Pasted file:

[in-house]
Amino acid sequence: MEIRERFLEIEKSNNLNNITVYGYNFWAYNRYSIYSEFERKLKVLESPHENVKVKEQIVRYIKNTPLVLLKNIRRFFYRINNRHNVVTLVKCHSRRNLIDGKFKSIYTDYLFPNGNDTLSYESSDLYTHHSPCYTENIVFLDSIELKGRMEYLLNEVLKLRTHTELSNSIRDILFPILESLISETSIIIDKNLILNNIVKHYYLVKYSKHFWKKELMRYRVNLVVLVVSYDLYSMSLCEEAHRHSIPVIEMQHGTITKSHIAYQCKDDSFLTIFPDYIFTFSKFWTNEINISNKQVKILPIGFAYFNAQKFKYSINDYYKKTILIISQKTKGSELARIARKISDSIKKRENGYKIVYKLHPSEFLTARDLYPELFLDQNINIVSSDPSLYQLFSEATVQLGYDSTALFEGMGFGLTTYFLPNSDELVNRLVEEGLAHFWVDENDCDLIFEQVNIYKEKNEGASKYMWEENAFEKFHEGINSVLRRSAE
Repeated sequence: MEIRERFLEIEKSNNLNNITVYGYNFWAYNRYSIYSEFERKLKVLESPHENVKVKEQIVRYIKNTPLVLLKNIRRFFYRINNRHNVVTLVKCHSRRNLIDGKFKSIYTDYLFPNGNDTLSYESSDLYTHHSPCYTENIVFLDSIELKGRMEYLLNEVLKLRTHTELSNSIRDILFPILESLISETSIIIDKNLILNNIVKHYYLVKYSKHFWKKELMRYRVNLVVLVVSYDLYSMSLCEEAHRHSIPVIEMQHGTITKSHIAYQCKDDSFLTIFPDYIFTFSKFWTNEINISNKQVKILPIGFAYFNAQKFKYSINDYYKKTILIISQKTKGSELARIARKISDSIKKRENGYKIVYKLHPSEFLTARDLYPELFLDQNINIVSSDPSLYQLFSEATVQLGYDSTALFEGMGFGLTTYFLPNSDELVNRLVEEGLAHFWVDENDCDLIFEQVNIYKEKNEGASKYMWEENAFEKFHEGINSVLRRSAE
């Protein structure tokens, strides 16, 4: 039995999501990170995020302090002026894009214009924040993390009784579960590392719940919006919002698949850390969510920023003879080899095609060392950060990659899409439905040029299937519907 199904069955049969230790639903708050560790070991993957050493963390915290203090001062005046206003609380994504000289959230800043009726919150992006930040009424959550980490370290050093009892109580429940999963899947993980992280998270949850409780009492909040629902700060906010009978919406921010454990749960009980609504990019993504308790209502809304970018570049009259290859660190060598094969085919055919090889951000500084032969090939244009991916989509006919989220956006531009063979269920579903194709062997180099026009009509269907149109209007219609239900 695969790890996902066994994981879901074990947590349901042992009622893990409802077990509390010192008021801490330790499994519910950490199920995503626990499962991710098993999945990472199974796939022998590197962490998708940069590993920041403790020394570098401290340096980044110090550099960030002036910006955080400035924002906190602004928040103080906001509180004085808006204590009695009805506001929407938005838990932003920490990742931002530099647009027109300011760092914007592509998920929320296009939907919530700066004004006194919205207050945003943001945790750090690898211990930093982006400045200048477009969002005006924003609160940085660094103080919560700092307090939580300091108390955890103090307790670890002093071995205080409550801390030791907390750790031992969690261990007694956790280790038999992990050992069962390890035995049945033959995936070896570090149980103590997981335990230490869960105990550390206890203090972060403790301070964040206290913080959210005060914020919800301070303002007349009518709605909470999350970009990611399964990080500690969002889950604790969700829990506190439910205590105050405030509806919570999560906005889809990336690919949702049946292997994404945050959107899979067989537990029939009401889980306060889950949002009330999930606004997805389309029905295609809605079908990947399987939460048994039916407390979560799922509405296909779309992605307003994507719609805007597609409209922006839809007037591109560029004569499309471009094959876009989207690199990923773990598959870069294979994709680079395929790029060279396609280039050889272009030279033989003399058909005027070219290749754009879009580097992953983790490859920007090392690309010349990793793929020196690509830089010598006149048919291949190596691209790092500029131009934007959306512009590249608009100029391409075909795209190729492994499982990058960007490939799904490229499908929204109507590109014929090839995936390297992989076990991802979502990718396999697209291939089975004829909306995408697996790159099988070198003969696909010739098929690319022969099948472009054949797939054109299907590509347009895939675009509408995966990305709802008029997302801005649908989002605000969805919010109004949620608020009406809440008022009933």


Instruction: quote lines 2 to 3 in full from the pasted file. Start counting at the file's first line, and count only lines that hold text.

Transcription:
Amino acid sequence: MEIRERFLEIEKSNNLNNITVYGYNFWAYNRYSIYSEFERKLKVLESPHENVKVKEQIVRYIKNTPLVLLKNIRRFFYRINNRHNVVTLVKCHSRRNLIDGKFKSIYTDYLFPNGNDTLSYESSDLYTHHSPCYTENIVFLDSIELKGRMEYLLNEVLKLRTHTELSNSIRDILFPILESLISETSIIIDKNLILNNIVKHYYLVKYSKHFWKKELMRYRVNLVVLVVSYDLYSMSLCEEAHRHSIPVIEMQHGTITKSHIAYQCKDDSFLTIFPDYIFTFSKFWTNEINISNKQVKILPIGFAYFNAQKFKYSINDYYKKTILIISQKTKGSELARIARKISDSIKKRENGYKIVYKLHPSEFLTARDLYPELFLDQNINIVSSDPSLYQLFSEATVQLGYDSTALFEGMGFGLTTYFLPNSDELVNRLVEEGLAHFWVDENDCDLIFEQVNIYKEKNEGASKYMWEENAFEKFHEGINSVLRRSAE
Repeated sequence: MEIRERFLEIEKSNNLNNITVYGYNFWAYNRYSIYSEFERKLKVLESPHENVKVKEQIVRYIKNTPLVLLKNIRRFFYRINNRHNVVTLVKCHSRRNLIDGKFKSIYTDYLFPNGNDTLSYESSDLYTHHSPCYTENIVFLDSIELKGRMEYLLNEVLKLRTHTELSNSIRDILFPILESLISETSIIIDKNLILNNIVKHYYLVKYSKHFWKKELMRYRVNLVVLVVSYDLYSMSLCEEAHRHSIPVIEMQHGTITKSHIAYQCKDDSFLTIFPDYIFTFSKFWTNEINISNKQVKILPIGFAYFNAQKFKYSINDYYKKTILIISQKTKGSELARIARKISDSIKKRENGYKIVYKLHPSEFLTARDLYPELFLDQNINIVSSDPSLYQLFSEATVQLGYDSTALFEGMGFGLTTYFLPNSDELVNRLVEEGLAHFWVDENDCDLIFEQVNIYKEKNEGASKYMWEENAFEKFHEGINSVLRRSAE